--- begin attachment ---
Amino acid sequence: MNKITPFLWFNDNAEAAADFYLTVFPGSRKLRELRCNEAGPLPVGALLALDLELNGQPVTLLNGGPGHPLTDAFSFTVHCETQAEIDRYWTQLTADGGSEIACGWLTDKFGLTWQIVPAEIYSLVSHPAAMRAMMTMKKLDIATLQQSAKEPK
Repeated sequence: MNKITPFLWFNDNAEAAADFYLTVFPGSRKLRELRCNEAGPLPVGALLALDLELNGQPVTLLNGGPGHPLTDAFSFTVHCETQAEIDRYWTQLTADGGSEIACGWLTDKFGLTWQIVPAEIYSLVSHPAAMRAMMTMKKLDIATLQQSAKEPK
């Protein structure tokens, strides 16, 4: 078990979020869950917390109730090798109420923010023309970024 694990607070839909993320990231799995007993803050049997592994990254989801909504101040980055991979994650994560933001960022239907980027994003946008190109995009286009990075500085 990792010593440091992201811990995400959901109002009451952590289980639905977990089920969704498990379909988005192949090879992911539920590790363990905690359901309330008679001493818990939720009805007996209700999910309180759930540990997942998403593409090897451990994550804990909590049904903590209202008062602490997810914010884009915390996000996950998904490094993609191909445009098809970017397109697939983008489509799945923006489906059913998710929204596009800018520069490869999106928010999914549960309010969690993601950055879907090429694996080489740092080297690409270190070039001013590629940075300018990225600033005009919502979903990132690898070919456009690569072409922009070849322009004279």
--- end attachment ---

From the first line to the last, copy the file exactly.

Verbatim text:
Amino acid sequence: MNKITPFLWFNDNAEAAADFYLTVFPGSRKLRELRCNEAGPLPVGALLALDLELNGQPVTLLNGGPGHPLTDAFSFTVHCETQAEIDRYWTQLTADGGSEIACGWLTDKFGLTWQIVPAEIYSLVSHPAAMRAMMTMKKLDIATLQQSAKEPK
Repeated sequence: MNKITPFLWFNDNAEAAADFYLTVFPGSRKLRELRCNEAGPLPVGALLALDLELNGQPVTLLNGGPGHPLTDAFSFTVHCETQAEIDRYWTQLTADGGSEIACGWLTDKFGLTWQIVPAEIYSLVSHPAAMRAMMTMKKLDIATLQQSAKEPK
């Protein structure tokens, strides 16, 4: 078990979020869950917390109730090798109420923010023309970024 694990607070839909993320990231799995007993803050049997592994990254989801909504101040980055991979994650994560933001960022239907980027994003946008190109995009286009990075500085 990792010593440091992201811990995400959901109002009451952590289980639905977990089920969704498990379909988005192949090879992911539920590790363990905690359901309330008679001493818990939720009805007996209700999910309180759930540990997942998403593409090897451990994550804990909590049904903590209202008062602490997810914010884009915390996000996950998904490094993609191909445009098809970017397109697939983008489509799945923006489906059913998710929204596009800018520069490869999106928010999914549960309010969690993601950055879907090429694996080489740092080297690409270190070039001013590629940075300018990225600033005009919502979903990132690898070919456009690569072409922009070849322009004279």